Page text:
For my last trip to the Intercontinental Dusseldorf we travelled there on the Thalys train from Paris Nord to Essen Hbf (D), on the stretch between Brussels South and Dusseldorf Hbf. Of course we first had to position ourselves from Antwerp to Brussels, for this we used an S1 service as on this sunday morning it had the best timing for our connection in Brussels. In Brussels we walked along the central corridor all the way from platform 21 where we arrived towards platform 4 in the “High-Speed Terminal” where our Thalys would be departing from. These platforms can be isolated for an extra security check implemented after the terrorist attack on a Thalys train a few year ago, but today no extra security screening was being performed. Another curiosity of the platforms between tracks 3 and 4 is that these can be closed to create a secure area for when the Eurostar from Amsterdam to London is in the station.
Brussel Zuid/Bruxelles Midi 9:25 to Dusseldorf Hbf 11:40
Travel time 2 hours and 25 minutes
Thalys PBKA 4332
Delivered in 1996-1997, originally one of the NS (Dutch Railways) owned sets before being transferred to THI Factory
Thalys owns 2 different types of trainsets, the PBKA one we were travelling on is capable of operating over the entire Thalys network and can handle the 4 different voltages and 7 different train protection systems in use on the railways in Belgium, France, Germany and the Netherlands. With a total length of 200 metres it can seat 257 passengers over 4 coaches in 2nd class and 120 passengers over 3 coaches in 1st class, divided by a Bar coach in the middle of the train.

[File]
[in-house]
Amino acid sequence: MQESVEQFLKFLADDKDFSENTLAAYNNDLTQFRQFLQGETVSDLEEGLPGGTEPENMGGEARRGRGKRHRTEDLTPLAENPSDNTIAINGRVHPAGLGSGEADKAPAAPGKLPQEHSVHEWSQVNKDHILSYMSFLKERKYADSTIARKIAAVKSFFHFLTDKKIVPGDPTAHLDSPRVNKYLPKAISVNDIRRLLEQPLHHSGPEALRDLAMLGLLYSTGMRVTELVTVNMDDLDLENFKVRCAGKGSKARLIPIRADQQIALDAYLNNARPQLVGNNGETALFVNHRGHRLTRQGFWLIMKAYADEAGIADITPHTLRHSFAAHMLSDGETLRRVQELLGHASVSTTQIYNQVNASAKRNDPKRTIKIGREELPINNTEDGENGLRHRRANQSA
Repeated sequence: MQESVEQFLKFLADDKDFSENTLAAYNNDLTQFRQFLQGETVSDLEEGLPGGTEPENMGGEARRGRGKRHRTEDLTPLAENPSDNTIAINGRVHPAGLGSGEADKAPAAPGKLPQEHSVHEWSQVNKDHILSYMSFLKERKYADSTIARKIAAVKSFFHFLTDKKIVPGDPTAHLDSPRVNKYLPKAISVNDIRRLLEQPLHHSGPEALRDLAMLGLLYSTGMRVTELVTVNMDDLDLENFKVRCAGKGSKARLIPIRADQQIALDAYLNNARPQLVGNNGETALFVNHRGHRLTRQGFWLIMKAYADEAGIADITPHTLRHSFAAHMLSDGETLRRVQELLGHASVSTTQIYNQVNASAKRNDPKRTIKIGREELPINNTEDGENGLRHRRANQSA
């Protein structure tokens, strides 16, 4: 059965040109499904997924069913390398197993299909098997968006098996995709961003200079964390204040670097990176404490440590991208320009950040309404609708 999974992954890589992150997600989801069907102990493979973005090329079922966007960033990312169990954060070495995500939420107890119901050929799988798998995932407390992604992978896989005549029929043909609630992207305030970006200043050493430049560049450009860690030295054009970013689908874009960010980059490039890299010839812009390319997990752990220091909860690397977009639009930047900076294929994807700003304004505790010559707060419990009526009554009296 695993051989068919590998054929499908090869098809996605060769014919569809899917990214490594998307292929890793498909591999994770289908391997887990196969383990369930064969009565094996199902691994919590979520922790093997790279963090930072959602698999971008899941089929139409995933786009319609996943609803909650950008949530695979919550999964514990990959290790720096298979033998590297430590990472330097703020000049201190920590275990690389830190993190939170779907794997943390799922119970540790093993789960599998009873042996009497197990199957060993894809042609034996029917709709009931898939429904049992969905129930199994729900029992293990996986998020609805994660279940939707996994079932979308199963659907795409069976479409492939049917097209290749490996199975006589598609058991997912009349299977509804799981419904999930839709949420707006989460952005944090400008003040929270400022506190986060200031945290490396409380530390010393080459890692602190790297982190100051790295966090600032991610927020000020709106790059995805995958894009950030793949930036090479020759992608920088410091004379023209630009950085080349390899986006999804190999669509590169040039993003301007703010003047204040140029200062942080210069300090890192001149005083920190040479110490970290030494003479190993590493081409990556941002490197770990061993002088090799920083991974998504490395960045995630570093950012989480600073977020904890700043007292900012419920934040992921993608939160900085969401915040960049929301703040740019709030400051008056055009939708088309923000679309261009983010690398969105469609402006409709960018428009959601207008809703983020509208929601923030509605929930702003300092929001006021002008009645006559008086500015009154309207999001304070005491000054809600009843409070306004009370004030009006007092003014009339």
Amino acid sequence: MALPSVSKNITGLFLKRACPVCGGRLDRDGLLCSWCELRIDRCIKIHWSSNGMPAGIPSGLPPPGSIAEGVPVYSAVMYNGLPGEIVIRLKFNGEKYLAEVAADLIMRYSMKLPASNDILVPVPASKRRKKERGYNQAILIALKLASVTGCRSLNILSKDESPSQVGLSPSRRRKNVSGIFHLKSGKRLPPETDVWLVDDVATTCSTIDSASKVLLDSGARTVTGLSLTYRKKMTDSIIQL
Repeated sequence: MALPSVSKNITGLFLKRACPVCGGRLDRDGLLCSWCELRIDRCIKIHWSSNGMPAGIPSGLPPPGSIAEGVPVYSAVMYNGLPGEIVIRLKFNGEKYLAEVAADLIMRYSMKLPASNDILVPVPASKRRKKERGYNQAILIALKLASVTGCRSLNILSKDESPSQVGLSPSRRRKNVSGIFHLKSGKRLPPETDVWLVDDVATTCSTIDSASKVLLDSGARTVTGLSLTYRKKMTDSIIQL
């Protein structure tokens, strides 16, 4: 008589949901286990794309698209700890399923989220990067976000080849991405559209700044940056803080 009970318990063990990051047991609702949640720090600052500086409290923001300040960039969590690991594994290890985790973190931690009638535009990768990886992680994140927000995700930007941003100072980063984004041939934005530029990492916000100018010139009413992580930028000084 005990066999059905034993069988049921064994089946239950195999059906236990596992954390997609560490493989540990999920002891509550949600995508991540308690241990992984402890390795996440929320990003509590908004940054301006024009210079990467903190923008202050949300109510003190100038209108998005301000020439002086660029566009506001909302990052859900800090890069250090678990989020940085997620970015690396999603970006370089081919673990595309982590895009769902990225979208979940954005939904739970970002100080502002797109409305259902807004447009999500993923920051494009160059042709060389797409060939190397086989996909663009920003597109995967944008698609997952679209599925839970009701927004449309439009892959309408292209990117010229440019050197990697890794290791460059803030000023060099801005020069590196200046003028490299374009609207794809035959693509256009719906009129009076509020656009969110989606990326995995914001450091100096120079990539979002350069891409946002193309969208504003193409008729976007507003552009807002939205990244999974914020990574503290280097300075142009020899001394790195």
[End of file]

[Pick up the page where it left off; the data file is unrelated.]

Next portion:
As we were travelling in Thalys Premium, the full service First Class, we were seated in coach 21 the rear coach of the train. In 1st class the seat are divided in a 1-2 configuration, with different seating options to suit your preference, from a single seat to 4 seats around a table. All seats are equipped with a powerpoint and can be reclined using an electric button. There are reading lights mounted in the baggage racks above your seats and the seats around a table even feature a small table light. Bigger items of luggage can be stored at the end of the coach and in the entry vestibule in bigger baggage racks. In First class WiFi is complimentary, in second class you are charged a fee to use it.
After we found the location of our coach on the platform thanks to the information display, we could swiftly board the train as soon as it rolled into the station. Once we were comfortably settled in, our train gently started rolling again, taking us through the infamous Brussels North-South connection, without stopping in the stations of Brussels Central and Brussels North. We continued onwards via line 36N passing by the airport and Leuven before accelerating to our top speed of 300 kilometres per hour on High Speed Line 2 towards Liege Guillemins.
One of the Perks of travelling in Premium is that you are served a complimentary meal according to the time of day. As it was morning, we were served breakfast. Normally you get to choose between a salty or a sweet option, but as the steward in charge of our coach was having a rough morning, he just put the sweet trays on out table without asking which we preferred. We just managed to get some hot water for our tea before he walked on, the glass on the tray provided for an orange juice was of course not filled. The tray itself contained some sort of cake with a yoghurt like dressing, a croissant, some butter, yoghurt and a fruit salad. When he finally came around again to clean up the trays we could get a small glass of orange juice after begging for it.